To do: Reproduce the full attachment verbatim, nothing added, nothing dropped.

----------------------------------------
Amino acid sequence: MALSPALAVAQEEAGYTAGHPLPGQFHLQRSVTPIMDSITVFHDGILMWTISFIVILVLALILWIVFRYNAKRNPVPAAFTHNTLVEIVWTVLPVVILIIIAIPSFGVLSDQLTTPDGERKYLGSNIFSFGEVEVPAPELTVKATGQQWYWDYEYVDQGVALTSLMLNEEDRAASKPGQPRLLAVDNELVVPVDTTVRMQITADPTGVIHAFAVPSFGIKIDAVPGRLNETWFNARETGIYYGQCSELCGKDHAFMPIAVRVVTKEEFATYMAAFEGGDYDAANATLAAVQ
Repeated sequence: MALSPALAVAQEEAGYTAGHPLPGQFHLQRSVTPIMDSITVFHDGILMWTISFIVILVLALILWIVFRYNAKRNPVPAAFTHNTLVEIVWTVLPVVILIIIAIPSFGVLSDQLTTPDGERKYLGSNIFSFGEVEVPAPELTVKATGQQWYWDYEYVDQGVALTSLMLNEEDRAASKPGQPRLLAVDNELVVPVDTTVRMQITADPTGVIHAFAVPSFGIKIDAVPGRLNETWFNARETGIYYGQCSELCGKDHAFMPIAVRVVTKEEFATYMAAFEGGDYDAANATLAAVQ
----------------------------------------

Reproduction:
Amino acid sequence: MALSPALAVAQEEAGYTAGHPLPGQFHLQRSVTPIMDSITVFHDGILMWTISFIVILVLALILWIVFRYNAKRNPVPAAFTHNTLVEIVWTVLPVVILIIIAIPSFGVLSDQLTTPDGERKYLGSNIFSFGEVEVPAPELTVKATGQQWYWDYEYVDQGVALTSLMLNEEDRAASKPGQPRLLAVDNELVVPVDTTVRMQITADPTGVIHAFAVPSFGIKIDAVPGRLNETWFNARETGIYYGQCSELCGKDHAFMPIAVRVVTKEEFATYMAAFEGGDYDAANATLAAVQ
Repeated sequence: MALSPALAVAQEEAGYTAGHPLPGQFHLQRSVTPIMDSITVFHDGILMWTISFIVILVLALILWIVFRYNAKRNPVPAAFTHNTLVEIVWTVLPVVILIIIAIPSFGVLSDQLTTPDGERKYLGSNIFSFGEVEVPAPELTVKATGQQWYWDYEYVDQGVALTSLMLNEEDRAASKPGQPRLLAVDNELVVPVDTTVRMQITADPTGVIHAFAVPSFGIKIDAVPGRLNETWFNARETGIYYGQCSELCGKDHAFMPIAVRVVTKEEFATYMAAFEGGDYDAANATLAAVQ